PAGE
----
I actually posted today already, but then I stumbled on this "Gather ye Veg and posty about it" thing everyone was doing and, naturally, I wanted to play.
Here's today's spread:
|Left to Right, Top to Bottom: Herbs, Ajvarski Peppers, Corbaci Peppers, Georgescu Chocolate Pepper, PASS pepper, Rainbow Chard, Casper Eggplant, Mitoyo Eggplant.|
Here's the breakdown:
|Left to Right to Bottom: "Argenteus" Thyme, "|
IcterinaIcterina" Sage, Common Variegated Thyme, "Aureus" Rosemary
Read more at Gardening Know How: Golden Sage Care: How To Grow A Golden Sage Plant https://www.gardeningknowhow.com/edible/herbs/sage/grow-golden-sage-plant.htm
While I find herbs lovely, I don't cook with them much. I don't 'cook' much in general, actually. Though when your kitchen is the size of mine, cooking anything more than a fried egg is an adventure in creative contortionism. Because this is literally my kitchen.
Regardless, these herbs help make my attempts at grown-up dinner time a more pinterest-y perfect affair, instead of just hungry hot yoga. While I originally bought them for ornamental and aromatic purposes, they've definitely pulled their weight in the pan.
I really, really, really, really DON'T like green peppers. I'm a bad American. Unfortunately, due to a weird gap in my pepper bed, the Ajvarskis are prone sunscald. I've also got issues with blossom end rot, on top of that. So the constant battle is whether or not to leave them on the plant until ripe, then cut off the yuck bits, or cut them green and let the plant put it's energy into better fruit. Today, it was cut.
|"He went that way!"|
This is my first ripe harvest of peppers all season. I've strugled through a few salvaged green ones like those Ajvarskis, but these Corbaci will be the first I'm actually looking foward to eating. And while I'm a HUGE raw sweet pepper fan, these have very thin walls and lots of seeds and are supposed to be better grilled or fried. So, after an obligatory raw nibble, I'll commit the rest to the pan and see where it leads.
My first ripe Georgescu of the season... a feast for kings. A king. One very tiny king. While I'm excited to try this pepper, I was sorta hoping I'd have a bit more to, you know, try. Luckily, there's a ton still ripening that are of a more substantial size on other plants. The plant this one came from is also quite short. We'll have to see if it's just slow to mature, or if it turns out to be rogue. Here's to hoping for a wee Georgie.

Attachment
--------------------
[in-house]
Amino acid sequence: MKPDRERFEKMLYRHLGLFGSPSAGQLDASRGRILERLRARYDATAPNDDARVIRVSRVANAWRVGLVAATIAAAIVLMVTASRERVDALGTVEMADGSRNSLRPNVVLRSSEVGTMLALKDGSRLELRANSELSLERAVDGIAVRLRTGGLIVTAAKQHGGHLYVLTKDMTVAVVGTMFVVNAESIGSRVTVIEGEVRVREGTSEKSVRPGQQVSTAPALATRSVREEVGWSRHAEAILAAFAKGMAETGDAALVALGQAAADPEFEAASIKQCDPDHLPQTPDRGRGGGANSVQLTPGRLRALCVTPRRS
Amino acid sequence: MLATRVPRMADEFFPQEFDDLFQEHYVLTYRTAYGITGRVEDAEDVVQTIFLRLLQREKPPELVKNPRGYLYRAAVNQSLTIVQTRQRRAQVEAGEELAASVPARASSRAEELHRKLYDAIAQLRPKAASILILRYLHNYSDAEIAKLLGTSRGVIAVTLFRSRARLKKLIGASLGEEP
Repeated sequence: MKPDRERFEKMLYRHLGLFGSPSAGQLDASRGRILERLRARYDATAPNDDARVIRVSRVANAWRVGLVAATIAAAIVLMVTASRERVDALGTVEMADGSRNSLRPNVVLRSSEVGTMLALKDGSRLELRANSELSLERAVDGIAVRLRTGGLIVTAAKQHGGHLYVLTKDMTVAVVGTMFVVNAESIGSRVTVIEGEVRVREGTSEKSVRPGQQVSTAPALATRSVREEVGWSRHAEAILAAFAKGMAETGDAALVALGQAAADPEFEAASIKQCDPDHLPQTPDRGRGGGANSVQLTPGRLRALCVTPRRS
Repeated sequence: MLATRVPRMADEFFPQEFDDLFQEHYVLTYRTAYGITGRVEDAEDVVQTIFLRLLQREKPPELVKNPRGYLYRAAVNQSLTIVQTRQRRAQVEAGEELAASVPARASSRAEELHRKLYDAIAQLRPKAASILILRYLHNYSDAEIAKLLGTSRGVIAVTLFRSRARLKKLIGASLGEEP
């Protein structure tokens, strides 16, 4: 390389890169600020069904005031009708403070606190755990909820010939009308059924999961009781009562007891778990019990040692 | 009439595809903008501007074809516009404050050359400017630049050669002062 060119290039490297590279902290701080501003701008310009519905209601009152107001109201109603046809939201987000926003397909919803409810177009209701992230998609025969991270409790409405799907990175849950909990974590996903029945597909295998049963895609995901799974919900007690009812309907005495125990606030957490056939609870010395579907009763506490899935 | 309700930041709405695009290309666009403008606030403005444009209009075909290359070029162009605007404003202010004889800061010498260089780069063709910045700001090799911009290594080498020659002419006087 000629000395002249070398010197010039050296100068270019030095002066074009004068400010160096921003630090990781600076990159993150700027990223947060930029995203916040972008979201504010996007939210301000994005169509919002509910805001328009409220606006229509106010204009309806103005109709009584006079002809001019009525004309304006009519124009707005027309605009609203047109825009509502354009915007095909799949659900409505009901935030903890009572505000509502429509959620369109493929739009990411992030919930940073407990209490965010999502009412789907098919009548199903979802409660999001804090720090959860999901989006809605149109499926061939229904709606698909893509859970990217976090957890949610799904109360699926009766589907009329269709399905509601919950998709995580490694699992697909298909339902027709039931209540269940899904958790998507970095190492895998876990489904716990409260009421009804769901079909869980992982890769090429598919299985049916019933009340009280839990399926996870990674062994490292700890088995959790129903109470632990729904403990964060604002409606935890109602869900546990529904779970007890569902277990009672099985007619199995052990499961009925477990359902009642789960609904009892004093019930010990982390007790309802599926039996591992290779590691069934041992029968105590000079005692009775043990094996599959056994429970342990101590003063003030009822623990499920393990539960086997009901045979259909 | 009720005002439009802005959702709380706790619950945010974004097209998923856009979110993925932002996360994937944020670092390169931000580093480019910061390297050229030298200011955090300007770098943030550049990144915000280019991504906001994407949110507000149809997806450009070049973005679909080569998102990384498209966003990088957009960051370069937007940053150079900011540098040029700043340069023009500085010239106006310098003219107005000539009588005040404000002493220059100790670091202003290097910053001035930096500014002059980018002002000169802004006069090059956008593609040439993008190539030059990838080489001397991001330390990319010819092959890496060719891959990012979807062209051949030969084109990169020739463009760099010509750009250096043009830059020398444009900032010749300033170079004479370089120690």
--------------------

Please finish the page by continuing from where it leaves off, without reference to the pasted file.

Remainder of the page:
|He's sad I picked him.|
Like the Ajvarski peppers, I've had to eat a lot of green PASS peppers (hover for the full mother of dragons name). These plants are on the end of the pepper pit, and also have a habit of thrusting their fruits ass-up toward the sun. Yet, while these peppers ripen to yellow, they seem to be veeery slow in doing so. One of the first plants to set fruit, they've been taking their sweet time thereafter.
This will be the first Mitoyo eggplant I've harvested. For the record, they apparently get a lot bigger than this. I picked it small because it was growing close to the ground, and I didn't want any of the other garden denizens to eat it before I could. I'm also still deciding it I even like eggplant, so I figured I'd ere on the side of caution and ensure it was 'young and tender' for my first go.
I picked the first Casper of the season last week and accidentally cooked it to mush. So I'm not really ready pass judgement on its flavor value just yet. Decent mush, though. I mixed it into a last minute butternut curry thing and had no complaints. Which may have been because I didn't taste it. Regardless, I'll have another go with these three hooligans, and I'll be a little more diligent with the cooking this time.
|a weed in beets' clothing.|
Don't get me wrong, I'm cool with chard. But after devouring my way solo through a 3x5 beet bed earlier this month, I'm really regretting growing as much Rainbow chard as I did. On the bright side, the bugs love it too. And, segue from that, so does the compost. While three nearly flawless leaves rest before you, it took about ten rejects to get there. Luckily, this chard is both prolific and scrappy - this won't be the worst haircut it's bounced back from.
That's it for this week!
Since my garden functions mostly as a veggie hacking/breeding ground (not a kitchen garden) my harvests are usually failures or side effects of growing out rogues and regetables. Hopefully, that will make for some fun (if meager and infrequent) Harvest Mondays in the future.
If all this harvest nonesense has got you confused, head over to Dave's blog at Our Happy Acres - there you can see his own harvest, as well as links to everyone else participating this week. Happy ogling!